Coming off a 2021 season that saw them run away with the NL Central behind a stable of controllable arms that put up high-end numbers for salaries that fell well below market value, the Brewers’ pitching staff is among the great envies of Major League Baseball. While many of their salaries will rise through arbitration in 2022 — Brandon Woodruff and Josh Hader are each slated for hefty raises — no decision facing Brewers GM Matt Arnold will have a greater bearing on the club’s future than his approach to reigning NL Cy Young Award Winner Corbin Burnes.
After pitching last season for a relatively piddly $608K, MLBTR’s Matt Swartz has Burnes slated for an even $4M salary in 2022, his first year of arbitration eligibility, should he and the Brewers choose to go that route. While it clearly won’t come cheap, Arnold and the Brewers will at least want to kick the tires on a possible extension with their ace. With dollars flying around at an unprecedented rate before the lockout, though, what such an extension might look like remains an open question. Should the Brewers follow the arbitration path for the duration of Burnes’ eligibility, he’d become a free agent following his age-29 season in 2024.
While pinpointing a length or dollar-figure would be pure guesswork, we can safely say that a Burnes extension won’t come cheap. Burnes’ stellar 2021 didn’t come out of nowhere, exactly, but few would have predicted the dominance he displayed, particularly given that he had cracked top-prospect lists only shortly before his 2018 debut and entered 2021 with just 13 lifetime big-league starts. He’d also fallen on his face in a rotation stint to open the 2019 season, allowing 11 homers across three outings, and performed only marginally better out of the bullpen (7.76 ERA in 28 relief appearances, 10.70 in four starts).
Burnes’ huge step forward in 2020 came largely as the result of a plummeting home run rate (from 7.2% in 2019 to a miniscule 0.8% in 2020). In 2021, he nearly maintained the same low home run rate (1.1%) while cutting his walk rate almost in half to the lowest mark in the NL (from 10% in 2020 to 5.2% in 2021), while his home run rate, K-rate (35.6%), K/BB ratio (6.88), and FIP (1.63) all led the majors among qualified starters. He also won the big league ERA title with a 2.43 mark in 167 innings.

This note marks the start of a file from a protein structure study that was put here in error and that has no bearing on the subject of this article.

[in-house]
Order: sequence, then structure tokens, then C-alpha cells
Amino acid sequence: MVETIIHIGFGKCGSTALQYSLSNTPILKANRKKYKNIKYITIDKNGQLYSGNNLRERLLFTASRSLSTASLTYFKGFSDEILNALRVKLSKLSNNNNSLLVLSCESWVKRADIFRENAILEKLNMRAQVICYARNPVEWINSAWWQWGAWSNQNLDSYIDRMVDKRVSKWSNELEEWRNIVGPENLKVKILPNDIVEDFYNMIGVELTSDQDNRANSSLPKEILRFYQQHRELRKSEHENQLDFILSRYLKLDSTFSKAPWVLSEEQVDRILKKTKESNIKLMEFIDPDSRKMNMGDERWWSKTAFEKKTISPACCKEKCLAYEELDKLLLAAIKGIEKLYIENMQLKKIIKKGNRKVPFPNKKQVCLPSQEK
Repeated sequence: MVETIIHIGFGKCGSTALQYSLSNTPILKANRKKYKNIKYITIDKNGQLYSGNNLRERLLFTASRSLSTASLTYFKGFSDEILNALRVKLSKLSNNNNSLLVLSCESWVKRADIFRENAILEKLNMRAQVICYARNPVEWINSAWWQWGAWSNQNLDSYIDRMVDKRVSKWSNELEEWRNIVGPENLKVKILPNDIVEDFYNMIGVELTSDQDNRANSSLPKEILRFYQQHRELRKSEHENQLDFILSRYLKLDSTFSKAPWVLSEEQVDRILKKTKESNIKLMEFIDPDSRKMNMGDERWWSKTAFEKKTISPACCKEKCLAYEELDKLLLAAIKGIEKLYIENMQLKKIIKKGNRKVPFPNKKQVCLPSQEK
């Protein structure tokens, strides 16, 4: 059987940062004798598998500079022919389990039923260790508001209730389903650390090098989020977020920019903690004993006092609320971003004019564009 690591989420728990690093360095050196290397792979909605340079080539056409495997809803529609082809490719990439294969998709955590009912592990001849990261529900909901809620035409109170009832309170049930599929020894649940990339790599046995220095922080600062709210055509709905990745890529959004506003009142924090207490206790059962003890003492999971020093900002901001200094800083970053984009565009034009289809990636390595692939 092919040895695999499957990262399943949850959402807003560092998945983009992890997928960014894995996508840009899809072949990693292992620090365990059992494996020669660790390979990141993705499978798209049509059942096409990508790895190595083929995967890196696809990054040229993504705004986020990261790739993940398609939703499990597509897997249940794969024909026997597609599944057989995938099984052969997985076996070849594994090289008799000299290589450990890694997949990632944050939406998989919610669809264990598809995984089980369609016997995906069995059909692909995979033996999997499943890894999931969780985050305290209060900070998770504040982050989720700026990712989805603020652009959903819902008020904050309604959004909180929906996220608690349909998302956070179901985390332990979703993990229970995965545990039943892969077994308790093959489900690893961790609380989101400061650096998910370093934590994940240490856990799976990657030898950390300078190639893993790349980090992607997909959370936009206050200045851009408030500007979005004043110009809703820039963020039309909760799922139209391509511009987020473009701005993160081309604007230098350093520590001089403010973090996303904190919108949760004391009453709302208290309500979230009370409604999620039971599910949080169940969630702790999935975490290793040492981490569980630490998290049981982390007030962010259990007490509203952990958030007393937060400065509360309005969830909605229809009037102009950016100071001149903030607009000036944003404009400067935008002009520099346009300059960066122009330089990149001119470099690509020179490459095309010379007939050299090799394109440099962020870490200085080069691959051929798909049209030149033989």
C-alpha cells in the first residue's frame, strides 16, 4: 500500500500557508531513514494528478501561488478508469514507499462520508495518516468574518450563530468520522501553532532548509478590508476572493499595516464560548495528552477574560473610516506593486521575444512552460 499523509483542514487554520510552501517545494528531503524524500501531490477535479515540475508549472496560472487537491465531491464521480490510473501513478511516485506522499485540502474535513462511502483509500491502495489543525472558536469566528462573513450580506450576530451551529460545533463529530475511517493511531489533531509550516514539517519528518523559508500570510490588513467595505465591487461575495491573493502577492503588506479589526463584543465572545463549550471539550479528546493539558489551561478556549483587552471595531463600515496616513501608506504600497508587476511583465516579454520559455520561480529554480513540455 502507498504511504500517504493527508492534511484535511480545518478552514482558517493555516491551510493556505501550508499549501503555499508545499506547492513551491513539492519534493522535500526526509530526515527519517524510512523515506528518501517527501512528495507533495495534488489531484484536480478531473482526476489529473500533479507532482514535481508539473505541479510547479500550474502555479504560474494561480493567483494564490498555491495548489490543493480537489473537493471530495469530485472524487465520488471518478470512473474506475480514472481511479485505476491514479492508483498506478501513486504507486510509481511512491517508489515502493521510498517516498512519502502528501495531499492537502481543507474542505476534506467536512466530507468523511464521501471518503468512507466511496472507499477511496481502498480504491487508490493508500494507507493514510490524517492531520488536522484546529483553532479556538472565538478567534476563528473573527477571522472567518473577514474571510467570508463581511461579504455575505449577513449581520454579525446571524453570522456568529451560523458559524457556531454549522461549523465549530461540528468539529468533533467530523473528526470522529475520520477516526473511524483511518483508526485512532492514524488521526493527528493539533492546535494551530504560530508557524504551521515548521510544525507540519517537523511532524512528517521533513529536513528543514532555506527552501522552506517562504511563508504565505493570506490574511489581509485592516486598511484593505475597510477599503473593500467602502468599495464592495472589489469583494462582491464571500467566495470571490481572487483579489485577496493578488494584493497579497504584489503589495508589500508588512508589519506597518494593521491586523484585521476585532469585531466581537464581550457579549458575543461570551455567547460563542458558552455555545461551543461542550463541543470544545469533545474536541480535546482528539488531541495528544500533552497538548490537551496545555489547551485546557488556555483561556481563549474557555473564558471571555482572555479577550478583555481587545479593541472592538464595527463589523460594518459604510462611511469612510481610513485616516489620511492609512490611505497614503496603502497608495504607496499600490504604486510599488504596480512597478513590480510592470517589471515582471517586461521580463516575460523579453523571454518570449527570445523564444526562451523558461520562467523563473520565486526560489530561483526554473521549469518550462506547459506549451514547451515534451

Given the relative scarcity of pitchers of Burnes’ caliber at this point in their careers, comparisons are scant. The White Sox gave Chris Sale $32M over five years ahead of the 2013 season, but he was still a year from arbitration and had only one year as a starter — and no Cy Youngs — under his belt at the time. The seven years and $175M the Nationals gave Stephen Strasburg in May 2016 — which also included an opt-out clause he wound up using — came only a few months ahead of Strasburg reaching free agency (albeit with a Tommy John surgery on file). Similarly, Jacob deGrom’s five-year, $137.5M whopper came just ahead of his final arb-year. (On one hand, deGrom was 31 in 2019, significantly older than Burnes, but is also in a class of his own.)